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'Gizza job. Go on, gizza job'. I can do that.

Review: 'Boys from the Blackstuff'



A powerful new adaptation for the stage of Alan Bleasdale’s ‘Boys from the Blackstuff’ will resonate with audiences as much as the landmark 1982 TV show.


The issues may have changed, from the industrial decline and mass unemployment of the 1980s to the current cost-of-living crisis, but the working-class struggle to pay the bills and put food on the table is as relevant today as it was four decades ago.


Playwright James Graham has stayed true to the original Bleasdale drama, focussing on the utter despair and sense of hopelessness of a group of male Liverpudlian labourers, who as the play begins have already lost their jobs laying tarmac (‘the blackstuff’).


At its heart is a story about men’s masculinity, dignity and pride being eroded away by changes in society that they can’t control and that is leaving them without purpose or a future.


Chrissie (Nathan McMullen), Loggo (Aron Julius), George (Philip Whitchurch), Dixie (Mark Womack) and Yosser (Barry Sloane) are used to hard work and providing for their families. But there is no work and there is no money. What are they supposed to do? Work harder, work longer, buy cheaper, spend less? They just need a chance.


They are on the dole, unable to find legitimate work, though they are all proud men and desperate to get back to employment, to take any job. Indeed, the original show’s iconic catchphrase ‘Gizza job. Go on, gizza job’, is used throughout the production by the increasingly desperate and unstable Yosser (pictured above) as he struggles to keep it together.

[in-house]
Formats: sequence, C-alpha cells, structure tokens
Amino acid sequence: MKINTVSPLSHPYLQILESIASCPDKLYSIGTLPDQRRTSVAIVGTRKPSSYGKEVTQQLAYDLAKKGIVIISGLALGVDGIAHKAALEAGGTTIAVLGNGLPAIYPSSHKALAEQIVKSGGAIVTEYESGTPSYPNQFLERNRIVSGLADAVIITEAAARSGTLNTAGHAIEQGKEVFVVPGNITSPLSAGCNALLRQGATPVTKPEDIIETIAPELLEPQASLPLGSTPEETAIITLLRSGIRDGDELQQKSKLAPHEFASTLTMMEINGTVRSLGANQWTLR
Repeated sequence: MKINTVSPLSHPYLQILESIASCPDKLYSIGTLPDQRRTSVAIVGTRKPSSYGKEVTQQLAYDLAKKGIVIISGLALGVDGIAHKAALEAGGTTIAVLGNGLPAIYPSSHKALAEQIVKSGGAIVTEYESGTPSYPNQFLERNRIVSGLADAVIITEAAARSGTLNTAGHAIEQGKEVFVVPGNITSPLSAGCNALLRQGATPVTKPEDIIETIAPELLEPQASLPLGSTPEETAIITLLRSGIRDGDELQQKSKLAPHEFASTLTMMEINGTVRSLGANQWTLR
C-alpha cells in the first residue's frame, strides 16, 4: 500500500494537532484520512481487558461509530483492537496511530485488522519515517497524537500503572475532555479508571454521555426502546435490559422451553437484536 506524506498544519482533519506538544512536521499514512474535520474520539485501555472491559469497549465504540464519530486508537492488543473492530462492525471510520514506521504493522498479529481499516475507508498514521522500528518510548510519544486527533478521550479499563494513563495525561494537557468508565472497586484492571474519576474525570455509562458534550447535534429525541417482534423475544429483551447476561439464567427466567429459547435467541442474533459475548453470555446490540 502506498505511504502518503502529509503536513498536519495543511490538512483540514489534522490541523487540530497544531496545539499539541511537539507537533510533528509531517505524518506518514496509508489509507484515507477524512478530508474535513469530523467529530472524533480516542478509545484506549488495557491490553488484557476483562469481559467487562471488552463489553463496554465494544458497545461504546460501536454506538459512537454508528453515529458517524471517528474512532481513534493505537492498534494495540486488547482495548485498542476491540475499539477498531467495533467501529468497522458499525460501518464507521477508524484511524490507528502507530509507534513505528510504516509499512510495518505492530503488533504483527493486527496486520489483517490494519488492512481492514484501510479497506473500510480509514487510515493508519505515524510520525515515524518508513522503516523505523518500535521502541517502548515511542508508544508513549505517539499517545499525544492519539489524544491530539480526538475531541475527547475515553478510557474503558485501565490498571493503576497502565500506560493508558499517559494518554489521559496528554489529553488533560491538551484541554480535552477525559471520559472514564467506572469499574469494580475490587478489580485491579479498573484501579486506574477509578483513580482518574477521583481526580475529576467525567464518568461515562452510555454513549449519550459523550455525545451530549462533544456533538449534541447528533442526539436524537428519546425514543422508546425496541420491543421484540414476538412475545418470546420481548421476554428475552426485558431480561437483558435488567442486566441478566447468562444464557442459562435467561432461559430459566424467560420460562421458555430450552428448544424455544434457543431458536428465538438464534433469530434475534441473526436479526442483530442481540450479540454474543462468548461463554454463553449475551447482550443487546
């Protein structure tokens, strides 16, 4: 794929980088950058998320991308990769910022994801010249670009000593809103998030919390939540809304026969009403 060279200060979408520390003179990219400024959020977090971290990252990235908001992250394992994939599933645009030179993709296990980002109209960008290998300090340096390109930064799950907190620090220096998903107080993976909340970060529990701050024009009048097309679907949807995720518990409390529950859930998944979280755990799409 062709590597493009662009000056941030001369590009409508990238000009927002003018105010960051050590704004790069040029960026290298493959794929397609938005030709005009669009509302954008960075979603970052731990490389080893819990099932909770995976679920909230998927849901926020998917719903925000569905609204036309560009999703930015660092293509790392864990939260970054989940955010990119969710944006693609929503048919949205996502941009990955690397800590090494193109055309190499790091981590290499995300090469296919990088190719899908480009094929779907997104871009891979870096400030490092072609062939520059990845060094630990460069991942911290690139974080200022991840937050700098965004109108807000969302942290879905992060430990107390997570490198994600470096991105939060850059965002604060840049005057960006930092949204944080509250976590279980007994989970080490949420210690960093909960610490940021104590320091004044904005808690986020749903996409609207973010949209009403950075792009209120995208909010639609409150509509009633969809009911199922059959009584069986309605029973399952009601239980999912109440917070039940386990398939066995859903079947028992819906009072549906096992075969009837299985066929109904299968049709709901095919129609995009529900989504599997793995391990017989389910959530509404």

Sloane’s intense portrayal of a man completely at the end of his tether, battling the mental demons of failure and the shame of being unable to provide for his family, is outstanding.


The play does have its funny moments. Helen Carter is brilliant as Dixie’s loyal wife, who has made a little cash in hand by delivering leaflets and tries to avoid a house call from the ‘sniffers’ (Department of Employment investigators) by crawling between the front and back door of her home.


Amy Jane Cook’s industrial set captures the environment of austerity, with clever touches such as the dole office queue, which add significantly to this compelling drama.


‘Boys from the Blackstuff’ is at London’s Garrick Theatre until August 3, with an Audio Described Performance on July 18 (7.30pm), Captioned Performance on July 31 (7.30pm) and British Sign Language Performance on July 20 (7.30pm).


For full accessibility information visit https://nimaxtheatres.com/boys-from-the-blackstuff-access/


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